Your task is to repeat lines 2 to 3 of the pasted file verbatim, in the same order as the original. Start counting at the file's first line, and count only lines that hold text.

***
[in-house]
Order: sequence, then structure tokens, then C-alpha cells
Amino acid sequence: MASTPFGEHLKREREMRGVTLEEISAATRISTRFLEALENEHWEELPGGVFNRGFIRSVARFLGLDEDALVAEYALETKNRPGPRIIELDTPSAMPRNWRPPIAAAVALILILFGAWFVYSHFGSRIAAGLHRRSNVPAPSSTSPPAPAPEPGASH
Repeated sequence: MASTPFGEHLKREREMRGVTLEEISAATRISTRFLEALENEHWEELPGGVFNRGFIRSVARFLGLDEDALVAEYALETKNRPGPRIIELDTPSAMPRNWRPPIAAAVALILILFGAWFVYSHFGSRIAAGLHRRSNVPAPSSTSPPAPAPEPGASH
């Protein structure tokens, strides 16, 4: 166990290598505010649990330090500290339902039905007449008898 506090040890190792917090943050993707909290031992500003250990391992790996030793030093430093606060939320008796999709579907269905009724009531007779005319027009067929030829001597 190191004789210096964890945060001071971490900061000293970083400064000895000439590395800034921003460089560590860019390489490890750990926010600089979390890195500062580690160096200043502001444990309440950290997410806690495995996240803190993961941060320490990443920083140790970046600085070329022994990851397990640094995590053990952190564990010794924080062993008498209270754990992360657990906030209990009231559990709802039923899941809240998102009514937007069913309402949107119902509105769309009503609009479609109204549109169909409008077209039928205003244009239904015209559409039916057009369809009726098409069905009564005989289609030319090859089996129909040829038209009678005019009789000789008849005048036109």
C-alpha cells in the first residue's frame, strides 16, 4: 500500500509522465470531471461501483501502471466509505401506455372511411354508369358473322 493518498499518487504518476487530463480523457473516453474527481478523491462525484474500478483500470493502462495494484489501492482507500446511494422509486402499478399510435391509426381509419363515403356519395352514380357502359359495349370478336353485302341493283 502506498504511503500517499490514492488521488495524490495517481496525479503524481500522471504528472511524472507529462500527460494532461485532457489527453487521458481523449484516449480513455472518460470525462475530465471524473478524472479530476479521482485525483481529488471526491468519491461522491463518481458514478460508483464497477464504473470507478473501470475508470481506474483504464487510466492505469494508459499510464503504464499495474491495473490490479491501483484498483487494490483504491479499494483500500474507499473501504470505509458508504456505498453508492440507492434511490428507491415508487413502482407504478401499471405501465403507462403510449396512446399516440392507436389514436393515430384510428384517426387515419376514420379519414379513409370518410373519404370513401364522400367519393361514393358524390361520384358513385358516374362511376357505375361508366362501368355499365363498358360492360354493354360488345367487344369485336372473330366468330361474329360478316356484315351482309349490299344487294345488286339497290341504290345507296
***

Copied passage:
Order: sequence, then structure tokens, then C-alpha cells
Amino acid sequence: MASTPFGEHLKREREMRGVTLEEISAATRISTRFLEALENEHWEELPGGVFNRGFIRSVARFLGLDEDALVAEYALETKNRPGPRIIELDTPSAMPRNWRPPIAAAVALILILFGAWFVYSHFGSRIAAGLHRRSNVPAPSSTSPPAPAPEPGASH